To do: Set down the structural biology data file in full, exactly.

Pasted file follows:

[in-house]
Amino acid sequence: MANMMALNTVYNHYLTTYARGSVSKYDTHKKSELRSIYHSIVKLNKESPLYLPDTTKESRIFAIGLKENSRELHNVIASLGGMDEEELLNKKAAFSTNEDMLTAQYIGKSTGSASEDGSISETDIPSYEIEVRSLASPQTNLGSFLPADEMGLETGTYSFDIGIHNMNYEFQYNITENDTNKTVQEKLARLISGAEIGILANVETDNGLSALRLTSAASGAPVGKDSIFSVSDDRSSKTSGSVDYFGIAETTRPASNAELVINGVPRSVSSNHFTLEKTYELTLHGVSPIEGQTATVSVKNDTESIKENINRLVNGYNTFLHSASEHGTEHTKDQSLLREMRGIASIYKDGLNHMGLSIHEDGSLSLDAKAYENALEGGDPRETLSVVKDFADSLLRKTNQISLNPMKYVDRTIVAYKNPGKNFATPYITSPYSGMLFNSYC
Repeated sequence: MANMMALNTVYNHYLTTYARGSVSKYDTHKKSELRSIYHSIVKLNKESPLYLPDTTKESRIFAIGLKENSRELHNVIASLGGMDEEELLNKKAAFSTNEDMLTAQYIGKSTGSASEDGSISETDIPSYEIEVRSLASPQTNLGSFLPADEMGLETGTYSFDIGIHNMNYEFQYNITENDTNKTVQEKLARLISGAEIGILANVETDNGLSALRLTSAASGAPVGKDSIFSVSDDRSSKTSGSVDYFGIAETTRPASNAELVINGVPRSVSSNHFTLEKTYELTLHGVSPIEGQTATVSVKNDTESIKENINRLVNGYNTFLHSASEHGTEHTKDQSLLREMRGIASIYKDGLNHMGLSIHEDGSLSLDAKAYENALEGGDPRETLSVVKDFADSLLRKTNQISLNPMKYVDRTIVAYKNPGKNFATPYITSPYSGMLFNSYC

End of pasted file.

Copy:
[in-house]
Amino acid sequence: MANMMALNTVYNHYLTTYARGSVSKYDTHKKSELRSIYHSIVKLNKESPLYLPDTTKESRIFAIGLKENSRELHNVIASLGGMDEEELLNKKAAFSTNEDMLTAQYIGKSTGSASEDGSISETDIPSYEIEVRSLASPQTNLGSFLPADEMGLETGTYSFDIGIHNMNYEFQYNITENDTNKTVQEKLARLISGAEIGILANVETDNGLSALRLTSAASGAPVGKDSIFSVSDDRSSKTSGSVDYFGIAETTRPASNAELVINGVPRSVSSNHFTLEKTYELTLHGVSPIEGQTATVSVKNDTESIKENINRLVNGYNTFLHSASEHGTEHTKDQSLLREMRGIASIYKDGLNHMGLSIHEDGSLSLDAKAYENALEGGDPRETLSVVKDFADSLLRKTNQISLNPMKYVDRTIVAYKNPGKNFATPYITSPYSGMLFNSYC
Repeated sequence: MANMMALNTVYNHYLTTYARGSVSKYDTHKKSELRSIYHSIVKLNKESPLYLPDTTKESRIFAIGLKENSRELHNVIASLGGMDEEELLNKKAAFSTNEDMLTAQYIGKSTGSASEDGSISETDIPSYEIEVRSLASPQTNLGSFLPADEMGLETGTYSFDIGIHNMNYEFQYNITENDTNKTVQEKLARLISGAEIGILANVETDNGLSALRLTSAASGAPVGKDSIFSVSDDRSSKTSGSVDYFGIAETTRPASNAELVINGVPRSVSSNHFTLEKTYELTLHGVSPIEGQTATVSVKNDTESIKENINRLVNGYNTFLHSASEHGTEHTKDQSLLREMRGIASIYKDGLNHMGLSIHEDGSLSLDAKAYENALEGGDPRETLSVVKDFADSLLRKTNQISLNPMKYVDRTIVAYKNPGKNFATPYITSPYSGMLFNSYC